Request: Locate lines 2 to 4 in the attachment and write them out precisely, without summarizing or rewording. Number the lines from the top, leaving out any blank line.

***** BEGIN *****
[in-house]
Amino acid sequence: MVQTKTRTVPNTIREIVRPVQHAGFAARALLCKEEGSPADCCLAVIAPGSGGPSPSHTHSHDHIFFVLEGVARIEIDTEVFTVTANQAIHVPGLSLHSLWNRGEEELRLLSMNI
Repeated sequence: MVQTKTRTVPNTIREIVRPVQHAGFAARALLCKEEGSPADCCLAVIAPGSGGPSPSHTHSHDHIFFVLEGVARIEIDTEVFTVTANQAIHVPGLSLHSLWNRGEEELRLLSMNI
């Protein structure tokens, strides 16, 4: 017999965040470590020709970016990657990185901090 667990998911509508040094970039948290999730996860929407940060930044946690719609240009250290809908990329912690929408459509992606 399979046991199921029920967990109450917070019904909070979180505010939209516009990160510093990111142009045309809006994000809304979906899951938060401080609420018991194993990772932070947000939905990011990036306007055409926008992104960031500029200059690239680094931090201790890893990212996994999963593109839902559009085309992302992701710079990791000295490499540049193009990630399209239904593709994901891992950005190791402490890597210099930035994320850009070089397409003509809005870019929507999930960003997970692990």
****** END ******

Amino acid sequence: MVQTKTRTVPNTIREIVRPVQHAGFAARALLCKEEGSPADCCLAVIAPGSGGPSPSHTHSHDHIFFVLEGVARIEIDTEVFTVTANQAIHVPGLSLHSLWNRGEEELRLLSMNI
Repeated sequence: MVQTKTRTVPNTIREIVRPVQHAGFAARALLCKEEGSPADCCLAVIAPGSGGPSPSHTHSHDHIFFVLEGVARIEIDTEVFTVTANQAIHVPGLSLHSLWNRGEEELRLLSMNI
């Protein structure tokens, strides 16, 4: 017999965040470590020709970016990657990185901090 667990998911509508040094970039948290999730996860929407940060930044946690719609240009250290809908990329912690929408459509992606 399979046991199921029920967990109450917070019904909070979180505010939209516009990160510093990111142009045309809006994000809304979906899951938060401080609420018991194993990772932070947000939905990011990036306007055409926008992104960031500029200059690239680094931090201790890893990212996994999963593109839902559009085309992302992701710079990791000295490499540049193009990630399209239904593709994901891992950005190791402490890597210099930035994320850009070089397409003509809005870019929507999930960003997970692990």